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68 THE TELECOMMUNICATIONS CHALLENGE previous 20 years and would see over the ensuing 10 had resulted from its past leadership in basic research in telecommunications. With this in mind, he advo- cated reexamining the current U.S. research model. FOUR FUTURES FOR THE NETWORK David S. Isenberg Isen.com Dr. Isenberg began by apologizing for having interrupted Dr. Jaffe, although he explained that the occasion of the interruption, an allusion to the U.S. ranking in broadband per capita, was one of his "hot-button issues." The data showing the United States to be eleventh in the world were some three years old, and in the interim this country had been growing at 42 percent per year, while a number of the countries that had placed below it in those rankings had posted annual growth rates approaching 300 percent. The International Telecommunication Union, in a study issued early in 2004 and reflecting 2003 data, had placed the United States thirteenth. But in making his own quick analysis of the three-year-old data, Dr. Isenberg had projected that the United States would fall within a year to last among the 15 nations consid- ered. While he had not seen a listing of countries 16 through n, he said that he would "guarantee" that some on it were growing at triple-digit rates. He would, in fact, "not be a bit surprised" to find that the United States, number three in broad- band per capita as recently as 2000, had been knocked out of the top 15. "So, for all the wonderfulness of the Communications Revolution and all the improve- ments we're seeing in this country," he declared, "we're in a disaster: We're losing our national leadership." Taking Intelligence out of the Network Originally, the title of Dr. Isenberg's talk was to be "The Rise of the Stupid Network." The "stupid network" was more or less the result of applying the "end- to-end principle," which states that "if you can do something in the middle of the network or at the edge of the network, do it at the edge." Borrowing a formulation from Tim Bray, he said that the way to explain the principle to a telephone com- pany was to say that "you want a fat pipe, you want it to be always on, and then `get out of the way.'" This principle--take the intelligence out of the network and put it at the edge--had guided the Internet's success. Jerome Saltzer, David Reed, and David Clark had articulated the principle, which Dr. Isenberg said was currently "the key factor," in the late 1970s. While Dr. Raduchel and others might talk about digitization and packetization as important, and while these were indeed neces- sary, a packetized, all-digitized network could still be a vertically integrated,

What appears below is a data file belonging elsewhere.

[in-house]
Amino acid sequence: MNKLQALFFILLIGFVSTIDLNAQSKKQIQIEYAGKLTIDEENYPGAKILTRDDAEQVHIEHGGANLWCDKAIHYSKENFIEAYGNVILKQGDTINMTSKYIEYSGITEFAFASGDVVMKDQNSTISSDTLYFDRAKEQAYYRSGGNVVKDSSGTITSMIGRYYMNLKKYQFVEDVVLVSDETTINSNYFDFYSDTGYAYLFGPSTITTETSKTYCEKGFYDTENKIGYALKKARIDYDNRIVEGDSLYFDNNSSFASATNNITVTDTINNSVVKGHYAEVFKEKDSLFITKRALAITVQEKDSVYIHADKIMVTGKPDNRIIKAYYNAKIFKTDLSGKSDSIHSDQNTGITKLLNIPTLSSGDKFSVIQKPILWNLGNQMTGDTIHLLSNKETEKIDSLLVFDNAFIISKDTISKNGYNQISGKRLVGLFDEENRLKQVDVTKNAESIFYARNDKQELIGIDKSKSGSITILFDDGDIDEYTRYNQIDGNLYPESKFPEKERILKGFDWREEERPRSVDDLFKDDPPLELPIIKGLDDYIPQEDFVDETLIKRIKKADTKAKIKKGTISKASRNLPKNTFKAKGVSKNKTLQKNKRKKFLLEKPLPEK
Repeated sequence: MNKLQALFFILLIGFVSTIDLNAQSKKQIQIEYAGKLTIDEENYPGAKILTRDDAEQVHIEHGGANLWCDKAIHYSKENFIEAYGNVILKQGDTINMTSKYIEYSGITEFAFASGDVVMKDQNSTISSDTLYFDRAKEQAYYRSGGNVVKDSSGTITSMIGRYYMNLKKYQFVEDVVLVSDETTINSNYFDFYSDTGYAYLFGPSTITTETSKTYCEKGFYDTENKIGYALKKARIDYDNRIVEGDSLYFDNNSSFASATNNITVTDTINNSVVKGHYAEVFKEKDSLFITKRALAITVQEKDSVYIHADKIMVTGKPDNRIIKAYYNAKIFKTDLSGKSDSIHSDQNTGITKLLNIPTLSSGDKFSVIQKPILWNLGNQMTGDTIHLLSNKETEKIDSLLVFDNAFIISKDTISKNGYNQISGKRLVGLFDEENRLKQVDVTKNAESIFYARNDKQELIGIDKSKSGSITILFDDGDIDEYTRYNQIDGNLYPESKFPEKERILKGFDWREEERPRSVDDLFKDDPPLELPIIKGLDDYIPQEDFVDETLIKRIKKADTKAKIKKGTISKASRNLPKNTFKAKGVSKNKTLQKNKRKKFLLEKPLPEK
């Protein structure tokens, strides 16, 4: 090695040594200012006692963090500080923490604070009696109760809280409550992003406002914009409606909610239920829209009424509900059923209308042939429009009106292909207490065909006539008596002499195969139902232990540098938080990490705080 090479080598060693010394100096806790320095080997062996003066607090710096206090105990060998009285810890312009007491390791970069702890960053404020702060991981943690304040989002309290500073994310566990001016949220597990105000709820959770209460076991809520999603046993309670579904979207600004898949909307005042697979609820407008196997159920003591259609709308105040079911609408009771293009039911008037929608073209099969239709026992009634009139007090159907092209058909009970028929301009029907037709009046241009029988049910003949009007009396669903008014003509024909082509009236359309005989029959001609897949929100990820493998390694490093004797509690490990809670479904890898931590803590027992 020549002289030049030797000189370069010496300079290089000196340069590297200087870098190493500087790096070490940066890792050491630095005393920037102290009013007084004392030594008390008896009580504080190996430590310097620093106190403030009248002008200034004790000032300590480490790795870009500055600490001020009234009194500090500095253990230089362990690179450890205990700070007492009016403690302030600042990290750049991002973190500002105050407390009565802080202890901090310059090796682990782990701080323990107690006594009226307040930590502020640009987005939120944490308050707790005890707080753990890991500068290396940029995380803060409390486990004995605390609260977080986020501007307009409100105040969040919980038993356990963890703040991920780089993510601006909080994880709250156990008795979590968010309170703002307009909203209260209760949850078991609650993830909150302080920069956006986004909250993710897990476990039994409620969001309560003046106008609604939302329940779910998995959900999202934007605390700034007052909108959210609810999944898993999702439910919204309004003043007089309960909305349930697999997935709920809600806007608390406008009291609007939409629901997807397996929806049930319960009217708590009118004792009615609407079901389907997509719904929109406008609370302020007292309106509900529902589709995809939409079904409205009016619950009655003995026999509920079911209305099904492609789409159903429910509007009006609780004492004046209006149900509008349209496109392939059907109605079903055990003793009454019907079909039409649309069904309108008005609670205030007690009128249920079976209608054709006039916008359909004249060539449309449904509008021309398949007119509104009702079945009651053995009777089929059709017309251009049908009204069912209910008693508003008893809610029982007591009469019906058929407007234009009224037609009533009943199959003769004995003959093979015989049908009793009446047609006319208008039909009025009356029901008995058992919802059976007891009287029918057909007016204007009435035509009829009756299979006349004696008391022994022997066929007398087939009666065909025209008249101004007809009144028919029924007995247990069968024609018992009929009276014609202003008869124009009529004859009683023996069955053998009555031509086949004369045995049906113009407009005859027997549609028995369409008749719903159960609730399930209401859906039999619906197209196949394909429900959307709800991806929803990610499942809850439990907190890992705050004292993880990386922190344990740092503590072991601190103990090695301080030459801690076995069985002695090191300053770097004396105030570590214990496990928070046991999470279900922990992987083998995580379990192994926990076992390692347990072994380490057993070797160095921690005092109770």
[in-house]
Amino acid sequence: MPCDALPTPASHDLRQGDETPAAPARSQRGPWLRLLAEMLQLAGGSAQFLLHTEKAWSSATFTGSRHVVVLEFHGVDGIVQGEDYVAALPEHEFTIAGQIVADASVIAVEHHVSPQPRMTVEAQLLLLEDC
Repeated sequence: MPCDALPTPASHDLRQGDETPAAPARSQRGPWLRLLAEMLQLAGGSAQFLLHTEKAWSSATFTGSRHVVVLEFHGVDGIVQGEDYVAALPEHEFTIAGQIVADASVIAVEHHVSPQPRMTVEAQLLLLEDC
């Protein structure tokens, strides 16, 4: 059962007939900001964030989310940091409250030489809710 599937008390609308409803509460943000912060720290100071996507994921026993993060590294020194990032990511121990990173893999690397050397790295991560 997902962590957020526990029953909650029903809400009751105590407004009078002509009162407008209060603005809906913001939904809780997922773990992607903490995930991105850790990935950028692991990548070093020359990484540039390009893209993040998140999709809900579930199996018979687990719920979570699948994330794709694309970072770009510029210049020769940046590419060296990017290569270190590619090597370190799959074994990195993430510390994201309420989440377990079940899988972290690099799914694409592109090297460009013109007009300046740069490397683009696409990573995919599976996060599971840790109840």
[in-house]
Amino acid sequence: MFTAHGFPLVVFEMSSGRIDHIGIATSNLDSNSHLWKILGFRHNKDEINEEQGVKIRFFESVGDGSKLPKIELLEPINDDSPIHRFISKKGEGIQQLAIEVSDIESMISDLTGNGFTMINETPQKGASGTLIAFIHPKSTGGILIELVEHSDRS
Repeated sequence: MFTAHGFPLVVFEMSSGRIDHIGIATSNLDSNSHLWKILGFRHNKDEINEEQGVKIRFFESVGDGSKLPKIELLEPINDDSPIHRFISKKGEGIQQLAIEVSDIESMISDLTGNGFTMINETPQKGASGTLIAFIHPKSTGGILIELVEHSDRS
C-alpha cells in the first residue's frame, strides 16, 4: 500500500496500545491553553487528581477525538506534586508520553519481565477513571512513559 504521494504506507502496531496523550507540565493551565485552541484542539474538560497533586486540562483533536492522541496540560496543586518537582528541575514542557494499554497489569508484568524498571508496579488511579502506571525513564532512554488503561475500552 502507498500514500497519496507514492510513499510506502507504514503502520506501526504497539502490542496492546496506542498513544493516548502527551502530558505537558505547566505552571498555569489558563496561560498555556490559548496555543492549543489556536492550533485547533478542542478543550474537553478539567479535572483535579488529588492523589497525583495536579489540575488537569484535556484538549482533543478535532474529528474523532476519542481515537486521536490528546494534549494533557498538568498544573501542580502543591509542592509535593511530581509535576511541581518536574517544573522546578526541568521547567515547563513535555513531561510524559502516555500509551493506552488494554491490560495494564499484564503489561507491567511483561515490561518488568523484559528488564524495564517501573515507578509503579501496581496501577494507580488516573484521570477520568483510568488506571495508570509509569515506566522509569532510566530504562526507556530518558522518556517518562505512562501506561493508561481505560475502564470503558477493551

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NEW TECHNOLOGY TRENDS AND IMPLICATIONS 69 stovepiped, closed network. To open up the network the end-to-end principle is needed. Indeed, he asserted, the end-to-end principle had been directly respon- sible for all killer applications of the previous decade, some of which he listed: email, e-commerce, Web browsing, instant messaging, blogging, audio over IP, and Internet telephony. Not one among them had been invented by a stovepiped, vertically-integrated network provider like a telephone company or a cable com- pany. Rather, each had been brought to market as an application on top of a stupid network. The N10 network allowed future applications to be discovered. `Any Application over Any Network' Considering the formulation "Any Application over Any Network," Dr. Isenberg shifted focus from the first part of the phrase to the second, the "flipside," as he termed it: "Over Any Network." He presented a second list com- prising twisted pairs, CoAx, Cat 5/6, fiber, hybrid fiber wireless (HFW), licensed wireless, unlicensed wireless, new wireless modulation techniques, and new wire- less architectures. And, he said, more physical layers and new architectures alike remained to be discovered. Evoking the image of an hourglass, he placed the "cornucopia of applications" in the top, the Internet Protocol at the middle, and any network in the bottom. The result, said Dr. Isenberg, is physical diversity, which avoids dependence on one set of infrastructures such as SS7. The disadvantages of such dependence were illustrated by the notorious incident in 1990 when a switch generic that was missing a semicolon caused a lengthy interruption of telephone service during which tens of millions of calls were blocked. "Physical diversity is the only route to absolute network reliability," he stated, "and you only get physical diversity with the end-to-end network." Again, it had not been telephone or cable com- panies that had developed the most effective of these networks: Internet, Ethernet, and unlicensed wireless. Moreover, future network technologies remained to be discovered. Disrupting the Telco Business Model Dr. Isenberg then offered a brief and, he said, somewhat oversimplified over- view of how the N10 network disrupts the telephone company's business model (see Figure 14). Alerting the audience to what he termed the crux of his presenta- tion, he explained: "The `stupid' network, the end-to-end network, makes it impossible for the telephone company to sell anything--it is left with nothing to sell other than commodity connectivity." Describing the "old" model, he said that when a telco set up a call, it touched every element in every network. "This allowed the owner of Network C, for example, to introduce cool features so people would prefer it to bad old Network B, which didn't have the features." In the new, inter-networked model, it was the Internet Protocol's job to make all that was